Ayamyiya also worked a helpline to assist people with questions about the program and the application process, which first required determining eligibility by entering their information – such as social security numbers – on the FCC website.

That deterred some people from participating.

“Another challenge was people concerned that the information was going to be leaked out,” Ayamyiya said.

The number of households participating in the Affordable Connectivity Program as of December 2023.
The number of households participating in the Affordable Connectivity Program as of December 2023.

Bipartisan support

Averbeck said given the problems with enrollment, followed by the program winding down prematurely, the people who benefit from ACP are frustrated and feel locked out from having access.

“Because getting through this program was such a hurdle for them, they feel really disenfranchised by the process in general,” Averbeck said.

Another frustration for Averbeck is that there actually is strong bipartisan support to extend funding for ACP.

“But it just isn’t being acted on for political reasons given the election cycle,” Averbeck said. “I am unfortunately a little cynical that it will be acted upon because of the election cycle, that anything that’s going to be beneficial is just going to have to wait. And that’s too bad.”

Across the 17th Congressional District – which stretches from Rockford to Bloomington and includes parts of west central Illinois – one in five households gets assistance from ACP.

And that's just the households that went through the process of enrolling and are receiving the subsidies. Many more could be eligible.

Rep. Eric Sorensen, D-17, told TSPR one of his top priorities is making sure funding for ACP gets extended.

“Unless Congress comes together to renew the program, 57,954 of our neighbors, including working parents, students, and seniors could lose access to reliable and affordable internet,” Sorensen said.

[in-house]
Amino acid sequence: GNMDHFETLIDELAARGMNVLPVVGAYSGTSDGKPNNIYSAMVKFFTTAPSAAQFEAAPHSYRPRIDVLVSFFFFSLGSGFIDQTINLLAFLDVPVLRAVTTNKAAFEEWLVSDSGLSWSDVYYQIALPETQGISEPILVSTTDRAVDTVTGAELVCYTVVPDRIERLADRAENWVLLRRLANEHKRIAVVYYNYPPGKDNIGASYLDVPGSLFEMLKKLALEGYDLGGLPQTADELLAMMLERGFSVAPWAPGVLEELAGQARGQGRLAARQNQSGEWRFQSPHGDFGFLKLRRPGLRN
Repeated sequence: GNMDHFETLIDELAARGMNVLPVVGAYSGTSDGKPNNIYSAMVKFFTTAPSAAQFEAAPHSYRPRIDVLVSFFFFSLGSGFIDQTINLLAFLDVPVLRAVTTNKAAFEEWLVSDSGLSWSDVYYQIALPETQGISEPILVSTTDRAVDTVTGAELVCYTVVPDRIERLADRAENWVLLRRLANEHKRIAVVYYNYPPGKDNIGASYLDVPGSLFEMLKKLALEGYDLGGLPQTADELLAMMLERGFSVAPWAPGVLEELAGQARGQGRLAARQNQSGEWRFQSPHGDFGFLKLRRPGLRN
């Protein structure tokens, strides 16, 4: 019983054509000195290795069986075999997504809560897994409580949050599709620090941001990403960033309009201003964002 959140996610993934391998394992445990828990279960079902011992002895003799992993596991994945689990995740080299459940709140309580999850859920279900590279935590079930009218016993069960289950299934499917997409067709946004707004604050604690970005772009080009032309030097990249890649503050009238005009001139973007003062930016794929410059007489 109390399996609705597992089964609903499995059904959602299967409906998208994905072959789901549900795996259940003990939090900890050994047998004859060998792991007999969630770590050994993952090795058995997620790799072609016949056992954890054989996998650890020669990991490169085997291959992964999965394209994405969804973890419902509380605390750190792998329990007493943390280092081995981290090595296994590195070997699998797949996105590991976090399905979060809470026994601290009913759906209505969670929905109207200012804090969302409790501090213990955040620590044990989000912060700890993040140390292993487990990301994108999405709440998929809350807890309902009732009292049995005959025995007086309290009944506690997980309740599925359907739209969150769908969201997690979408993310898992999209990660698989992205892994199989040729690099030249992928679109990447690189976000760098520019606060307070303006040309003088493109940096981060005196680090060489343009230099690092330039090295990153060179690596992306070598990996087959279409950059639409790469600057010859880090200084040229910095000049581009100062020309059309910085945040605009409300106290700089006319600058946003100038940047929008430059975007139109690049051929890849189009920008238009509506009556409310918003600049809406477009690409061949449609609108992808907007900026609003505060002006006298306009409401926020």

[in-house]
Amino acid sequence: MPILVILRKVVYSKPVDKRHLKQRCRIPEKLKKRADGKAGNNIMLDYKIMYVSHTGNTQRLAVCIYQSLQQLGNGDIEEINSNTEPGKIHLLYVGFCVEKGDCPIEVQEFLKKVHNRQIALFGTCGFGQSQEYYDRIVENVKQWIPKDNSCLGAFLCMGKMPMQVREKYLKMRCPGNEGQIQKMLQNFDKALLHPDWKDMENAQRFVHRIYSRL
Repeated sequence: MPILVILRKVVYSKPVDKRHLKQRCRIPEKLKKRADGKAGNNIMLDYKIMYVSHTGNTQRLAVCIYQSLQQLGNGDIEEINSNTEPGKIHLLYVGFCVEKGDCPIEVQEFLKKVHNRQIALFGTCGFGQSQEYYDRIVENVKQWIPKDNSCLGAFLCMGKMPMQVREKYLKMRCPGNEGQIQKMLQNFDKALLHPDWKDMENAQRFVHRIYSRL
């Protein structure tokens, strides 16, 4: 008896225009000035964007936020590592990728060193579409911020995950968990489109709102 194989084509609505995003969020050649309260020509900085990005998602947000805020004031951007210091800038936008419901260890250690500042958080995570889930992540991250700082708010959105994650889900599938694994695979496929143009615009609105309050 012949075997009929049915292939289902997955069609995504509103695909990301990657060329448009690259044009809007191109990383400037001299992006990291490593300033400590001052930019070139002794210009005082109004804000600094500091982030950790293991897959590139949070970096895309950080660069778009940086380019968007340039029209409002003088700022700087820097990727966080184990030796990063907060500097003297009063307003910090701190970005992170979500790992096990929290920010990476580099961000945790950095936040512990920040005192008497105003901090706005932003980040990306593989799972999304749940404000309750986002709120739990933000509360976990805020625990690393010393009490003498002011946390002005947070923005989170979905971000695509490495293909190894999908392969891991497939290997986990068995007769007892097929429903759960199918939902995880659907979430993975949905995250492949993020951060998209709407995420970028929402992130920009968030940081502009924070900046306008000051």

Meanwhile, internet providers like Comcast are notifying ACP subscribers that the program could be ending – and telling them about other options the company has for lower-income consumers.

But they want ACP to continue, too.

“We continue to urge Congress and the White House to renew ACP funding and keep these important resources available to the millions of consumers across the country who are using it to get and stay connected to broadband,” said Amanda Vallejo, Senior Director for Region Communications.

Amor, too, wants people to be prepared for the end of ACP and to know about other options, in case funding doesn't come through.

“There’s still an FCC lifeline program, for instance, which offers a $9.25 subsidy,” Amor said. “That’s a lot different than the $30, but might make a difference.”

Tri States Public Radio produced this story.  TSPR relies on financial support from our readers and listeners in order to provide coverage of the issues that matter to west central Illinois, southeast Iowa, and northeast Missouri. As someone who values the content created by TSPR's news department please consider making a financial contribution.

Jane Carlson is TSPR's regional reporter.